Unsurprisingly, we also observed an overall impact of the valence of the scenarios across most brand perception measures (except for perceived informality and modernity). For instance, in positive (vs. negative) conditions, participants rated the brand’s communication style as more adequate and the brand as more competent and reported a stronger intention to make a new reservation. When customers get the booking confirmation/positive review, they most likely want to schedule the service again. Previous research found that if customers feel helped and served, this can increase brand trust and make them more loyal to the brand . One could argue that, from a customer’s standpoint, having their expectations met (e.g., managing to secure a table at a restaurant or having a pleasant experience in a hotel) is the default. Indeed, the fact that only valence (irrespectively of emoji presence) determined perceptions of communication adequacy in both studies seems to be in line with this idea.
This study contributes to the literature by showing the importance of the features of the CMC—namely emoji use—for the communication between brands and customers. Our findings seem to support the popular saying that a “picture is worth a thousand words” in the ever-changing world of digital communication, as the inclusion of a single emoji shaped perceptions of the brand’s communication style, personality, and modernity and even consumer’s behavioral intentions toward the brand. Academics and professionals (e.g., brand managers and marketers) can draw from our findings to develop new theoretical models and ecologically valid studies aimed at improving brand communication and engagement and promoting better customer service and experiences.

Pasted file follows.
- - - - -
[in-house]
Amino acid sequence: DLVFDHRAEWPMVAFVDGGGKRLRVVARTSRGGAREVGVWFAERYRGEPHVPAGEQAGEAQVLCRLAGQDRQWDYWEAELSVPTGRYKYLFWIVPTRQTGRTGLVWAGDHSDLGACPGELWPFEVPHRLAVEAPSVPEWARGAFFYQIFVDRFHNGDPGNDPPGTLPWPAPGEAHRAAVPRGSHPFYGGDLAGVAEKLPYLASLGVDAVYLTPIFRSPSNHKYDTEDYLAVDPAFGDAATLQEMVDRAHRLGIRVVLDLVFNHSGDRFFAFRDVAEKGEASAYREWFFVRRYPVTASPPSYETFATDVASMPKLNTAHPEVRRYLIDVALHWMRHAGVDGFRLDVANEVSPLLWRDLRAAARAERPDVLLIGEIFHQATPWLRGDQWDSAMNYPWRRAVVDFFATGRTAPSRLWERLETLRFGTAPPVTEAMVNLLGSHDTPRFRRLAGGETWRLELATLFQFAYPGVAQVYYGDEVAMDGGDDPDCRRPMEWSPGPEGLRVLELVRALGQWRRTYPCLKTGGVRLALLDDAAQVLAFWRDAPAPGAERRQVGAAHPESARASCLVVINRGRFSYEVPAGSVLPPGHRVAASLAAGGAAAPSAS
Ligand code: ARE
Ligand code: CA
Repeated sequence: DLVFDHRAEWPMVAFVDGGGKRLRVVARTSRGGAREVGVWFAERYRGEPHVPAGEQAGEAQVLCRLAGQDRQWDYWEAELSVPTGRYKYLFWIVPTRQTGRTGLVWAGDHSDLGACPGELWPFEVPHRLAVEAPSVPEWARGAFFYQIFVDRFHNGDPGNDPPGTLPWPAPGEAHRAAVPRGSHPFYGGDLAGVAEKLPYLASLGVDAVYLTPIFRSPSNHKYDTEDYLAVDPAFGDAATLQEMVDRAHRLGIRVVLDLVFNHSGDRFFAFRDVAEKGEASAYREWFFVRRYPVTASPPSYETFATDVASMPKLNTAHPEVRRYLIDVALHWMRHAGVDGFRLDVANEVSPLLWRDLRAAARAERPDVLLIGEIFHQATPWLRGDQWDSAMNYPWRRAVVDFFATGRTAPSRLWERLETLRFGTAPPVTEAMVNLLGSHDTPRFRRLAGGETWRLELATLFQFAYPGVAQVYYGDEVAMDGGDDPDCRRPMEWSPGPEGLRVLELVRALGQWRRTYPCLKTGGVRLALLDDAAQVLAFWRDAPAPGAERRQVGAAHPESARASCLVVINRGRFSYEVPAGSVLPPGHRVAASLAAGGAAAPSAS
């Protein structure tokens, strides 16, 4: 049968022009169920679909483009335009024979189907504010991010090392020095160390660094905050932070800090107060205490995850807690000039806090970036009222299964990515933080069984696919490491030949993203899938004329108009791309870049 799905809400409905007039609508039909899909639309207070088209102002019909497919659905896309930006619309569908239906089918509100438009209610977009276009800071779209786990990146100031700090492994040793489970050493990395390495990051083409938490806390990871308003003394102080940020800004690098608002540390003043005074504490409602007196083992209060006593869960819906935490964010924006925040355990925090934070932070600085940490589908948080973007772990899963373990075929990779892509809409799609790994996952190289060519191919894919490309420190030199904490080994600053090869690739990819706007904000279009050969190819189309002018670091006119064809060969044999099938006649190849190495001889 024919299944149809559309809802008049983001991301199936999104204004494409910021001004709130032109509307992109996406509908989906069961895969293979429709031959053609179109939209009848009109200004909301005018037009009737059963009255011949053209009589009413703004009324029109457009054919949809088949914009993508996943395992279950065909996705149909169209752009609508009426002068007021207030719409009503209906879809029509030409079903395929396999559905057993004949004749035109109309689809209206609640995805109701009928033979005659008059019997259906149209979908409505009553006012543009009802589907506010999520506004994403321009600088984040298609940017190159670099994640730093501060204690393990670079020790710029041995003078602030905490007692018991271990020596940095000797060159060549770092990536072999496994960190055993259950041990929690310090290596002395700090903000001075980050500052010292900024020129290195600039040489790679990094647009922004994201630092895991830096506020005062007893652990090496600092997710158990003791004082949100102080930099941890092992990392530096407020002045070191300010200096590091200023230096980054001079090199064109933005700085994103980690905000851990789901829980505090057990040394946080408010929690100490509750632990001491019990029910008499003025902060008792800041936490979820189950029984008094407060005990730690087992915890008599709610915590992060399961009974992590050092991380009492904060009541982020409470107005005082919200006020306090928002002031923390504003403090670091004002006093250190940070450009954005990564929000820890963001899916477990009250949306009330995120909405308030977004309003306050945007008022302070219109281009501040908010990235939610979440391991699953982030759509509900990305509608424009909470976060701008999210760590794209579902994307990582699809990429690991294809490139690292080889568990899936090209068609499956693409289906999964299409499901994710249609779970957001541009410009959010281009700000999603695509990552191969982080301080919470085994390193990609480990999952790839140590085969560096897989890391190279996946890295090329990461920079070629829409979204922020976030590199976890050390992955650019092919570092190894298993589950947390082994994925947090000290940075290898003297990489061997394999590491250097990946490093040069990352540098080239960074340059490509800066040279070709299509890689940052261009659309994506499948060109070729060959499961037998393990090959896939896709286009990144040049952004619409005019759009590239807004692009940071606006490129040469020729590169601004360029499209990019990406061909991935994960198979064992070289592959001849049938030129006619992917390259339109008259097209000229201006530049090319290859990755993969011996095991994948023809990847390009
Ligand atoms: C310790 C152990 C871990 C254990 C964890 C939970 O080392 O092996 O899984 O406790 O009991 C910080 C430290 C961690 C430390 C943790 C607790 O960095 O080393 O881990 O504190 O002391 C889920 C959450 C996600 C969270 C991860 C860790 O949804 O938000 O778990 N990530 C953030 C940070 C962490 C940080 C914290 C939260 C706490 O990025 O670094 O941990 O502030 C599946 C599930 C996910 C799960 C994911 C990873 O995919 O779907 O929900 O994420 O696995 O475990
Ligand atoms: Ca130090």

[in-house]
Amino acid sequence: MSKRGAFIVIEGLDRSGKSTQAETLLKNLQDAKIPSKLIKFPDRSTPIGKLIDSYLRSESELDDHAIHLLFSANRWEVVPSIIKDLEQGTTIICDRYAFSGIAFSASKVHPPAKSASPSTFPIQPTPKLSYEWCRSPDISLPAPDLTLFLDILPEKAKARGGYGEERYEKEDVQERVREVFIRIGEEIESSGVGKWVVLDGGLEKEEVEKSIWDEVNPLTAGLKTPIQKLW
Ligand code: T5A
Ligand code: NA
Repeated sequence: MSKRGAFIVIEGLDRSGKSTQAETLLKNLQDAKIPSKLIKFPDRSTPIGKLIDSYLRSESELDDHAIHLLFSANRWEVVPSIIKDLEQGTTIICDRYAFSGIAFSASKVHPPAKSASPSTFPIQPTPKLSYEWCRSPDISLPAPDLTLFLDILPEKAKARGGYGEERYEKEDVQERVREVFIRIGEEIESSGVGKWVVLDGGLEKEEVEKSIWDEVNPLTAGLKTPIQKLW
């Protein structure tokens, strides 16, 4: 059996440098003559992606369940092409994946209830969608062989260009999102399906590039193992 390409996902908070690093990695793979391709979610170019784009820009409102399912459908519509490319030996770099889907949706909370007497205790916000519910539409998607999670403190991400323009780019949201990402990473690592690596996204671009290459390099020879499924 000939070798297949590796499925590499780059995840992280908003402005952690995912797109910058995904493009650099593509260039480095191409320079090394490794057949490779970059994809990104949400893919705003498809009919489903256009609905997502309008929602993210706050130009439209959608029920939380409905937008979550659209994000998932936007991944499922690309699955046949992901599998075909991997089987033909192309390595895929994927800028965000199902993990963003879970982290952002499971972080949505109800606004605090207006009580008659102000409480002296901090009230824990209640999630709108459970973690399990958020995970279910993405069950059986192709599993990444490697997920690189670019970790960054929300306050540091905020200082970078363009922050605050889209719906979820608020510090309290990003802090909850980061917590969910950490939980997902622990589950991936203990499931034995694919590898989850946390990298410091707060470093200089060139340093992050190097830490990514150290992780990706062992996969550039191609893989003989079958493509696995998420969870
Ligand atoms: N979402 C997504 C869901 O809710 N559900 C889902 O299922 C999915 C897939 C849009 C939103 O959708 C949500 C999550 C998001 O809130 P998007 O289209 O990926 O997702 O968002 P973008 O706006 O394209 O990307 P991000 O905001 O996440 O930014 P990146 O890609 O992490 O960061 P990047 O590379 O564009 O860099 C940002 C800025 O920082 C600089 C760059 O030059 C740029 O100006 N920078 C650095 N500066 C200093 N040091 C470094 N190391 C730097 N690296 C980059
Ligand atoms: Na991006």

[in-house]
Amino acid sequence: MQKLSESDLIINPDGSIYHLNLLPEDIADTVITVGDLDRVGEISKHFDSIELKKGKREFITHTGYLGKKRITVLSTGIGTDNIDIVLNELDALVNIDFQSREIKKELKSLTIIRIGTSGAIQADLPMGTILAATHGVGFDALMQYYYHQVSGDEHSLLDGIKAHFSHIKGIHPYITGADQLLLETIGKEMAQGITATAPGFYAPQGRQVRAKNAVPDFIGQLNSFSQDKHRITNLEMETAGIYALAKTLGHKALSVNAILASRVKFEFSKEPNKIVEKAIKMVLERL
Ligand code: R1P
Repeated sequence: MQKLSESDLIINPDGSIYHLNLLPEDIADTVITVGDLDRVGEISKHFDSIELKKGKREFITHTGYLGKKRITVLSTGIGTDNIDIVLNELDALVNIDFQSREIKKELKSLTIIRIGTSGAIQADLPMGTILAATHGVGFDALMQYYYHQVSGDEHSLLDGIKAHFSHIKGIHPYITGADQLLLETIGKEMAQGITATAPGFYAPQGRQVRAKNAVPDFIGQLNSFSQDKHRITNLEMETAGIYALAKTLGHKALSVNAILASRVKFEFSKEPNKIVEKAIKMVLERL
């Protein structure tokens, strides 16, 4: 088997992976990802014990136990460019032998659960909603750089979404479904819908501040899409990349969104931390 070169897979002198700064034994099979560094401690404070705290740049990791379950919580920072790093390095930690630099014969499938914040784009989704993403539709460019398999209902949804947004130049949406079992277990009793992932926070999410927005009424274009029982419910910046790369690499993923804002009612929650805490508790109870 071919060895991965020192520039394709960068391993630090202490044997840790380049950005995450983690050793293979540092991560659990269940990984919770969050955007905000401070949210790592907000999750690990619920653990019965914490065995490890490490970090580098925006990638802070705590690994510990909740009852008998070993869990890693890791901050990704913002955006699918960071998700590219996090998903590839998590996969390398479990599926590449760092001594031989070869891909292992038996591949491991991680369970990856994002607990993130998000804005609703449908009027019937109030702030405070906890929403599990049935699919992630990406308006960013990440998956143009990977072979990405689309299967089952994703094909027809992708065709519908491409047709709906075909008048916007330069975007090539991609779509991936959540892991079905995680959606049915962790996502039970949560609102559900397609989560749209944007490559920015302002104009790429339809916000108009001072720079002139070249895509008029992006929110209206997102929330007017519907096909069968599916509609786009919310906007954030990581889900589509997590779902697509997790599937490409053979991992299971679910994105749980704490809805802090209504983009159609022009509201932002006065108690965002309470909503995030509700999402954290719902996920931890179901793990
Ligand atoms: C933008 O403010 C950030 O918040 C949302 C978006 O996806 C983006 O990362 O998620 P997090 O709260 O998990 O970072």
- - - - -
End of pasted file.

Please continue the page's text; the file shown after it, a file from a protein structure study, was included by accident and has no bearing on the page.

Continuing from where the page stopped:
The data used to support the findings of this study are available from the corresponding author upon request.
Conflicts of Interest
The authors declare that there is no conflict of interest regarding the publication of this article.
Part of this work was funded by a grant awarded by Fundação para a Ciência e a Tecnologia to DLR [Ref.: 2020.00523.CEECIND].